Aluminum Company of America
No meeting scheduled.
Record of Decision - April 2013 [30 MB, 1107 pp]
Alcoa, Inc. has owned and operated an aluminum product manufacturing facility called Alcoa West facility in the Town of Massena, New York, since 1903. In connection with its past operations at the facility, Alcoa released hazardous substances, including polychlorinated biphenyls (PCBs), onto the facility property as well as into the Grasse River through four industrial outfalls. As a result of these discharges, sediments in the river system surrounding the Alcoa West facility and approximately seven miles downstream have been contaminated. Analysis of fish in the Grasse River revealed high levels of PCB contamination and as a result in 1990, the New York State Department of Health issued a consumption advisory recommending that no fish be eaten from the Grasse River between the Massena Power Canal and the mouth of the St Lawrence River.
Contamination on the Alcoa West facility property and in upland areas is being investigated and remediated by Alcoa pursuant to several Consent Orders with the New York State Department of Environmental Conservation (NYSDEC).
On September 28, 1989, EPA issued a Unilateral Administrative Order (the Order) to Alcoa requiring the company to investigate the extent of contamination at, and analyze remedial alternatives for, the Grasse River Study Area Site (Site), which includes that portion of the Grasse River between the confluence of the Grasse and St. Lawrence Rivers and a point one mile west and upriver from Alcoa's westernmost outfall, and any associated tributaries and wetlands.
In the summer of 1995, Alcoa completed a non time-critical removal action (NTCRA) that removed highly contaminated sediments from an area near an outfall at the Alcoa facility. Alcoa removed about 3,000 cubic yards of sediment, boulders, and debris which included approximately 8,000 pounds of PCBs.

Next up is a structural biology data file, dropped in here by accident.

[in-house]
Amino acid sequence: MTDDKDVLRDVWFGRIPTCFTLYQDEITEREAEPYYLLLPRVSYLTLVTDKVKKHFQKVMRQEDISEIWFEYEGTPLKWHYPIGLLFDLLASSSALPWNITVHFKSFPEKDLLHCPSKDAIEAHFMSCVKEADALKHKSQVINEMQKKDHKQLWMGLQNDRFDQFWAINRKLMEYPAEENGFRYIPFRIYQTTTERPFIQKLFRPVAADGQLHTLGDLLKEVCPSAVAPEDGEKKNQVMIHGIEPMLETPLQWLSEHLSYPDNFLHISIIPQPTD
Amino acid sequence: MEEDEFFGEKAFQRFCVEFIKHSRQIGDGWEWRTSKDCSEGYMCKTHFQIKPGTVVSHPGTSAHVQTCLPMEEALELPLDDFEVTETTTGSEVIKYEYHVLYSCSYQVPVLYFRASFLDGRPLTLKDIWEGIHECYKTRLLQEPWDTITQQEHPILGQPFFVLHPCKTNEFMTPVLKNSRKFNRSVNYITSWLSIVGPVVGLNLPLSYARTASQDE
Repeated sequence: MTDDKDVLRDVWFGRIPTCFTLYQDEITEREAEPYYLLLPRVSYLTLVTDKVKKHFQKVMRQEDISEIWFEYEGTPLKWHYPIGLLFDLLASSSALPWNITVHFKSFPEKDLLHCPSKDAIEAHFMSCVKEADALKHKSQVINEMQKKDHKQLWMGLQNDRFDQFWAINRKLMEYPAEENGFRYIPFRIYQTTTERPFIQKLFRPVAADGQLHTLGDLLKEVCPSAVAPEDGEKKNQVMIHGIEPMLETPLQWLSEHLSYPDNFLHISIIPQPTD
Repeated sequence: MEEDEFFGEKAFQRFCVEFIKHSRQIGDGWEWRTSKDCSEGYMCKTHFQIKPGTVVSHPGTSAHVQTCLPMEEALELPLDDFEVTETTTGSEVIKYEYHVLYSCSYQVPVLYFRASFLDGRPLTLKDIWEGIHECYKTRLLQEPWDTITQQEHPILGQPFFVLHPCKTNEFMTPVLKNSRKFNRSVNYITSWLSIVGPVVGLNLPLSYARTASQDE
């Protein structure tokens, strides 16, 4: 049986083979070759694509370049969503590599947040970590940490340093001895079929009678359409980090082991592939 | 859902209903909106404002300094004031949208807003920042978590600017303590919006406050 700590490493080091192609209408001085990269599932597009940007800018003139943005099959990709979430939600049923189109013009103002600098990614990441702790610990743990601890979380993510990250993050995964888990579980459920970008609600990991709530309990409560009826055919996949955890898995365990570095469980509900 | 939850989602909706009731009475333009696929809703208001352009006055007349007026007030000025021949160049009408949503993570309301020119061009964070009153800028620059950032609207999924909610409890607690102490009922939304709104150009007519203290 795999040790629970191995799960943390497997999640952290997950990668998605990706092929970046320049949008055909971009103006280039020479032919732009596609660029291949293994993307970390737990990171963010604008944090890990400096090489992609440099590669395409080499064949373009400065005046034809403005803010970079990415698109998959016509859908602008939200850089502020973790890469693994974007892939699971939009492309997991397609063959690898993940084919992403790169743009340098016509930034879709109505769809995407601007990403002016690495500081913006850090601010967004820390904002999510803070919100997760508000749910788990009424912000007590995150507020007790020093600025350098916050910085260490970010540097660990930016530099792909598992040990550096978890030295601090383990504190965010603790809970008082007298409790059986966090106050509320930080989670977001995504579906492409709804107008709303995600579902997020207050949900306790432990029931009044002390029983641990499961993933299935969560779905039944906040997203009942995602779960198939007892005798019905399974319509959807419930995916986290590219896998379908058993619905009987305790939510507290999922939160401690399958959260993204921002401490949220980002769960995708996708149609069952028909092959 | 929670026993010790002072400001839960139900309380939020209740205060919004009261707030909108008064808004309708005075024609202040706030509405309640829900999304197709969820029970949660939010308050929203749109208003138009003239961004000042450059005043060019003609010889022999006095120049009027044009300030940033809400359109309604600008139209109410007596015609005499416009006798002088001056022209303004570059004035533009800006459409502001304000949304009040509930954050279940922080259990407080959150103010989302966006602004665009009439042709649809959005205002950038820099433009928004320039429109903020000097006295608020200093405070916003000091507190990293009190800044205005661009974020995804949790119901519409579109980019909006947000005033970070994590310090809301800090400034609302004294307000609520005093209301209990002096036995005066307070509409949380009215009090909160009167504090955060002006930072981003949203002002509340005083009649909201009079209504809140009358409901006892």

In September 2012, the EPA issued a Proposed Plan that identified the EPA's preferred remedy, and other options that were considered, for cleaning up the Grasse River Superfund Site. To encourage public participation, the EPA held multiple formal public meetings and informal information sessions in Massena, N.Y. and on the Akwesasne Reservation to discuss its plan. The EPA finalized the plan in April 2013 after reviewing and considering all comments received during the 60-day public comment period, and after consultation with the New York State Department of Environmental Conservation and the St. Regis Mohawk Tribe.
The cleanup plan requires dredging and capping of contaminated sediment in a 7.2 mile stretch of the river. Approximately 109,000 cubic yards of contaminated sediment will be dredged from near-shore areas of the river, which will then be filled in with clean material. Dredged sediment will be disposed of at an on-site permitted, secure landfill. In the river’s main channel, approximately 59 acres of contaminated sediment will be covered with an armored cap and another approximately 225 acres of contaminated sediment will be capped with a mix of clean sand and topsoil to isolate the contamination from the surrounding environment. Habitat that is impacted by the cleanup will be reconstructed. The plan requires long-term monitoring of the capped areas to ensure that the caps remain intact, and monitoring of fish, water and habitat. Details of this work will be defined during the estimated three-year design phase of the project, and will include plans for worker and community health and safety. A cultural resources survey will also be conducted prior to the start of in-river work. Based on current estimates, dredging, filling, and capping will take approximately four years to complete. The fish consumption advisories established by the New York State Department of Health will remain in effect until PCB concentrations in fish are reduced to the point where they can be relaxed or lifted by the state.